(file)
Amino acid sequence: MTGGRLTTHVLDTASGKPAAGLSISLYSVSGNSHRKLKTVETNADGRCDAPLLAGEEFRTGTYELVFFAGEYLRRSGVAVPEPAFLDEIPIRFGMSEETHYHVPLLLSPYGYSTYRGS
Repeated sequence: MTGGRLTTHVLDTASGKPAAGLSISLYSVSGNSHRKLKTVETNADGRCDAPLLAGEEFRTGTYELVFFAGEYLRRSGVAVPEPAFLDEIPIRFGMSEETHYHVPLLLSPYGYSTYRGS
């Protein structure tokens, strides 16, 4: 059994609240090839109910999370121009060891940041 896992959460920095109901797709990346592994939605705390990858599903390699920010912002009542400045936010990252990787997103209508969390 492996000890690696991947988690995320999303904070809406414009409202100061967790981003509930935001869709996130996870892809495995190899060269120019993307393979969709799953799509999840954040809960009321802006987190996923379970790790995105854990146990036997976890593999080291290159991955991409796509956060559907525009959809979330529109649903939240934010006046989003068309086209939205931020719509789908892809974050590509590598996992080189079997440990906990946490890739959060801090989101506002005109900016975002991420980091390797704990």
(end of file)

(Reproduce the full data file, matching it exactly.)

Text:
Amino acid sequence: MTGGRLTTHVLDTASGKPAAGLSISLYSVSGNSHRKLKTVETNADGRCDAPLLAGEEFRTGTYELVFFAGEYLRRSGVAVPEPAFLDEIPIRFGMSEETHYHVPLLLSPYGYSTYRGS
Repeated sequence: MTGGRLTTHVLDTASGKPAAGLSISLYSVSGNSHRKLKTVETNADGRCDAPLLAGEEFRTGTYELVFFAGEYLRRSGVAVPEPAFLDEIPIRFGMSEETHYHVPLLLSPYGYSTYRGS
């Protein structure tokens, strides 16, 4: 059994609240090839109910999370121009060891940041 896992959460920095109901797709990346592994939605705390990858599903390699920010912002009542400045936010990252990787997103209508969390 492996000890690696991947988690995320999303904070809406414009409202100061967790981003509930935001869709996130996870892809495995190899060269120019993307393979969709799953799509999840954040809960009321802006987190996923379970790790995105854990146990036997976890593999080291290159991955991409796509956060559907525009959809979330529109649903939240934010006046989003068309086209939205931020719509789908892809974050590509590598996992080189079997440990906990946490890739959060801090989101506002005109900016975002991420980091390797704990």